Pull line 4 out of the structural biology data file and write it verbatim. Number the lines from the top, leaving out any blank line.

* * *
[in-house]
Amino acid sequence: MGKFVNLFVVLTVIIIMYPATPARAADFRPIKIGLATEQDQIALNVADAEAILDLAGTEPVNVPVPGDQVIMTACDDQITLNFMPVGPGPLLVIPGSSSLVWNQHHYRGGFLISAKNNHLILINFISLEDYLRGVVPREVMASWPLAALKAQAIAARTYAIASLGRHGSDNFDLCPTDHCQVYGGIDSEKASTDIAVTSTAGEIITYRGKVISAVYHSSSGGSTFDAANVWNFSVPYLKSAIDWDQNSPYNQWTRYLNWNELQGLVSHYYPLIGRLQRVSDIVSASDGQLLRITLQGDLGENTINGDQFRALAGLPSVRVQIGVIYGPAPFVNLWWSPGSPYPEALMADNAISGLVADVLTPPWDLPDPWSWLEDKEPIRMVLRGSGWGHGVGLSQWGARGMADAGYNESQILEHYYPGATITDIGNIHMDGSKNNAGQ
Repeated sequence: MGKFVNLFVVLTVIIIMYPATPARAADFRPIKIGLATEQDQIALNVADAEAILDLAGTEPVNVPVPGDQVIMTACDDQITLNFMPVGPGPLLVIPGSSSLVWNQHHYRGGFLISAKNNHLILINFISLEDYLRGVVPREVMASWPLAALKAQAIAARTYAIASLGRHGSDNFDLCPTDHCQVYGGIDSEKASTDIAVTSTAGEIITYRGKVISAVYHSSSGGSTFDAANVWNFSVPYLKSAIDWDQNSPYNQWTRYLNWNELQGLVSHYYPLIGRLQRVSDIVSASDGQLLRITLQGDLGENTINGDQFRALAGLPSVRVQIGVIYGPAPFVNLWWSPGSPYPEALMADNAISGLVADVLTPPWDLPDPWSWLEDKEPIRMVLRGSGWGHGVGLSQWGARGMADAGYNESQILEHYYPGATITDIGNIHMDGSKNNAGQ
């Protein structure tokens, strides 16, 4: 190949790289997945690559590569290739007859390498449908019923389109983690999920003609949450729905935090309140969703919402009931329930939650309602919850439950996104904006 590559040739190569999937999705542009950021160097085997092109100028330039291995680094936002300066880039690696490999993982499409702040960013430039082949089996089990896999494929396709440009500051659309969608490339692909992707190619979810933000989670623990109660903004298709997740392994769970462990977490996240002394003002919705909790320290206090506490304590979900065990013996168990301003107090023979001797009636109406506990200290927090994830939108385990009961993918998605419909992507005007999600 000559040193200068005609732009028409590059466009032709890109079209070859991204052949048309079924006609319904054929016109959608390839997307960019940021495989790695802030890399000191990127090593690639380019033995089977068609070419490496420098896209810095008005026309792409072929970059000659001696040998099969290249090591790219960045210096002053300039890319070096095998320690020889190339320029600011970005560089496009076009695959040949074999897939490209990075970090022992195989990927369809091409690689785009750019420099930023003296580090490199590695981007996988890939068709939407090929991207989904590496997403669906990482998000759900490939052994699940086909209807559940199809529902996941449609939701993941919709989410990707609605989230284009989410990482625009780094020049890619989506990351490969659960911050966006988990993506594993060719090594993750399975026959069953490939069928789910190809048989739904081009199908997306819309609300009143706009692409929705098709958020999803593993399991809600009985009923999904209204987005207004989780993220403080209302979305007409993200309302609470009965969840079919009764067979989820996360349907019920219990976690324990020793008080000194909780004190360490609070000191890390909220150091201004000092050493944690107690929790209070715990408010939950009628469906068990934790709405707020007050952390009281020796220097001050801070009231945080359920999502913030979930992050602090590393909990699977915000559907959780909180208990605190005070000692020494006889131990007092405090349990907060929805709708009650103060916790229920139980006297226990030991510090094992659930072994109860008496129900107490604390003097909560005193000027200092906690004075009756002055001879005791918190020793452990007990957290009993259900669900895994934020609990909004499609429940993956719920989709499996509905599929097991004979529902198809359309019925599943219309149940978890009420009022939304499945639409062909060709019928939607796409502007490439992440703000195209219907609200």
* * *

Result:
């Protein structure tokens, strides 16, 4: 190949790289997945690559590569290739007859390498449908019923389109983690999920003609949450729905935090309140969703919402009931329930939650309602919850439950996104904006 590559040739190569999937999705542009950021160097085997092109100028330039291995680094936002300066880039690696490999993982499409702040960013430039082949089996089990896999494929396709440009500051659309969608490339692909992707190619979810933000989670623990109660903004298709997740392994769970462990977490996240002394003002919705909790320290206090506490304590979900065990013996168990301003107090023979001797009636109406506990200290927090994830939108385990009961993918998605419909992507005007999600 000559040193200068005609732009028409590059466009032709890109079209070859991204052949048309079924006609319904054929016109959608390839997307960019940021495989790695802030890399000191990127090593690639380019033995089977068609070419490496420098896209810095008005026309792409072929970059000659001696040998099969290249090591790219960045210096002053300039890319070096095998320690020889190339320029600011970005560089496009076009695959040949074999897939490209990075970090022992195989990927369809091409690689785009750019420099930023003296580090490199590695981007996988890939068709939407090929991207989904590496997403669906990482998000759900490939052994699940086909209807559940199809529902996941449609939701993941919709989410990707609605989230284009989410990482625009780094020049890619989506990351490969659960911050966006988990993506594993060719090594993750399975026959069953490939069928789910190809048989739904081009199908997306819309609300009143706009692409929705098709958020999803593993399991809600009985009923999904209204987005207004989780993220403080209302979305007409993200309302609470009965969840079919009764067979989820996360349907019920219990976690324990020793008080000194909780004190360490609070000191890390909220150091201004000092050493944690107690929790209070715990408010939950009628469906068990934790709405707020007050952390009281020796220097001050801070009231945080359920999502913030979930992050602090590393909990699977915000559907959780909180208990605190005070000692020494006889131990007092405090349990907060929805709708009650103060916790229920139980006297226990030991510090094992659930072994109860008496129900107490604390003097909560005193000027200092906690004075009756002055001879005791918190020793452990007990957290009993259900669900895994934020609990909004499609429940993956719920989709499996509905599929097991004979529902198809359309019925599943219309149940978890009420009022939304499945639409062909060709019928939607796409502007490439992440703000195209219907609200």